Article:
Tuesday, May 23, 2017

Brief Summary of Acute Pulmonary Embolism


A pulmonary embolism results from the migration of venous thrombi from the systemic veins to pulmonary arterial system, resulting in varying degrees of obstruction of pulmonary arterial blood flow.
The incidence of pulmonary emboli in the United States exceeds 500,000 per year, with a mortality approaching 10%. If not diagnosed or if improperly treated, the mortality rate can reach 30%.

Common Sources:

Up to 90% of pulmonary emboli originate from the deep venous system of the legs. The upper extremities can also be a source of venous thrombi. Usually related to trauma, congenital fibromuscular bands, or the use of central venous catheters, 12% of all upper extremity thrombi result in pulmonary emboli. In addition, blood clot formation in the pelvic veins may cause either septic or bland pulmonary emboli, especially in the setting of complicated obstetric procedures or gynecologic surgery.
Other causes of pulmonary arterial obstructive emboli include air introduced during intravenous injections, hemodialysis, or the placement of central venous catheters; amniotic fluid secondary to vigorous uterine contractions; fat as a result of multiple long bone fractures; parasites; tumor cells; or injected foreign material (talc, mercury).

Risk Factors
Three basic risk factors, known collectively as Virchow’s triad, are associated with thrombus formation and subsequent pulmonary emboli:
  1. stasis,
  2. hypercoagulability, and 
  3. endothelial injury.
In the setting of an acute pulmonary embolism, the arterial blood gas measurement classically reveals a low PCO2, low PO2, and a widened alveolar-arterial oxygen gradient. However, many other disorders cause similar abnormal arterial blood gas results and 10% to 15% of patients with proven pulmonary emboli maintain a normal alveolar-arterial oxygen gradient.
The chest radiograph findings of pulmonary emboli are nonspecific. Typically, infiltrates, atelectasis, effusions, or any combination of these are encountered. It is not usual for the chest radiograph to be normal. A peripheral wedge-shaped infiltrate, sometimes referred to as a Hampton’s hump, occurs when the embolism is associated with infarction, and occasionally decreased pulmonary vascular markings are noted (Westermark’s sign), indicative of decreased blood flow to a section of the lung.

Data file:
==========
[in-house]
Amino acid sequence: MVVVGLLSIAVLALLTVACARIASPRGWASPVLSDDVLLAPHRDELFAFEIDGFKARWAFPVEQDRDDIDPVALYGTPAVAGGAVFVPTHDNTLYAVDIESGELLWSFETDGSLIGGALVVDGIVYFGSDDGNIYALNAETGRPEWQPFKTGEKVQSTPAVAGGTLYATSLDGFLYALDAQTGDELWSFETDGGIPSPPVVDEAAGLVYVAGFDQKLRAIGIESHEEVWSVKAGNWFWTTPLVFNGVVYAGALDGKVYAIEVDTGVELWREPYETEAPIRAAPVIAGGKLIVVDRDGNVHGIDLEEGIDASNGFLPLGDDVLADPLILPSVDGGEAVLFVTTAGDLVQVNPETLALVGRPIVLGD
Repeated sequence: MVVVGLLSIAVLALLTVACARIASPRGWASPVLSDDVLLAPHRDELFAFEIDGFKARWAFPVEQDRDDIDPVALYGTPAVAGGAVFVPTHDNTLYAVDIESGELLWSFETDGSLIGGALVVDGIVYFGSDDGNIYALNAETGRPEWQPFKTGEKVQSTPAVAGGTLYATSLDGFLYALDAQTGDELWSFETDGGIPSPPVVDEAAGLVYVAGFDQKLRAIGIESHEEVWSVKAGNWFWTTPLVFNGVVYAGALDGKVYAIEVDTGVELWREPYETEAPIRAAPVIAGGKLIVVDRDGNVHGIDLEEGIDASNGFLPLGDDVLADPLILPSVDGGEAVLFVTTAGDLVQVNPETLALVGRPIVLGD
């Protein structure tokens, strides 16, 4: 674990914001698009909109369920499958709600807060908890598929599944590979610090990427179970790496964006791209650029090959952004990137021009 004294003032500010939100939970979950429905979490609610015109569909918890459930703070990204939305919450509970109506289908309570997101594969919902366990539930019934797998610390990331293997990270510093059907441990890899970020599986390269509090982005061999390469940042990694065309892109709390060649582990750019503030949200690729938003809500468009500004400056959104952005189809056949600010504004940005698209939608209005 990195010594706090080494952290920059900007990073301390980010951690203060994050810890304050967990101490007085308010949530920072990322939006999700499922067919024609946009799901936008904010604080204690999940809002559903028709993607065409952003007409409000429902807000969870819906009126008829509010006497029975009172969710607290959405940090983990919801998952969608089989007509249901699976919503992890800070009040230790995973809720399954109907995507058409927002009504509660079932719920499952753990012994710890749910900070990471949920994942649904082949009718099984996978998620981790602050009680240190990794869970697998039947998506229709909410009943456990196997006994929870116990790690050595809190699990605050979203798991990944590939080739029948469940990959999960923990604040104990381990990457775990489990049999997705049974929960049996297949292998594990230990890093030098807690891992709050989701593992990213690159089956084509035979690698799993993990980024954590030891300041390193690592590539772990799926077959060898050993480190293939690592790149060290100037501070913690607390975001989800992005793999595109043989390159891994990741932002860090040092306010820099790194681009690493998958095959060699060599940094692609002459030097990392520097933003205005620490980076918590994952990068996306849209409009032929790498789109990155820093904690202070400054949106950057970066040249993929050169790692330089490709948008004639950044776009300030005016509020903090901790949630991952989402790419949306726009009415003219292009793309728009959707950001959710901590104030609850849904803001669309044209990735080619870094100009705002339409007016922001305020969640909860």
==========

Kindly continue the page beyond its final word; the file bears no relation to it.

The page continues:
The electrocardiogram is helpful in ruling out ischemic heart disease. In patients with pulmonary emboli, the electrocardiogram usually demonstrates sinus tachycardia or is normal. Only in the presence of massive embolization is a right axis deviation and an S1, Q3, T3 pattern seen.
These test results help narrow the differential diagnosis. The chest radiograph findings rule out a pneumothorax, and a true bacterial pneumonia is less likely in light of the normal sputum findings. The lack of ischemia on the electrocardiogram makes a primary cardiac abnormality unlikely. With the presentation of shortness of breath, a widened alveolar-arterial oxygen gradient, and chest radiograph findings consistent with an infarction, a pulmonary embolism is now the most likely diagnosis.
CT angiography is indicated and if positive shows filling defects in large- and medium-sized pulmonary arteries. Ventilation/perfusion scans are now reserved for patients who cannot tolerate a dye load due to renal insufficiency or have a known iodine allergy. Measurement of the serum D-dimer, a fibrin degradation product that demonstrates a level below 500 µg/L, excludes the diagnosis of pulmonary embolism. Pulmonary angiography is rarely indicated.
If the CT angiogram is inconclusive and the suspicion still high Doppler venous studies of the lower extremities, if positive, may substantiate the need for anticoagulation.

No comments:

Post a Comment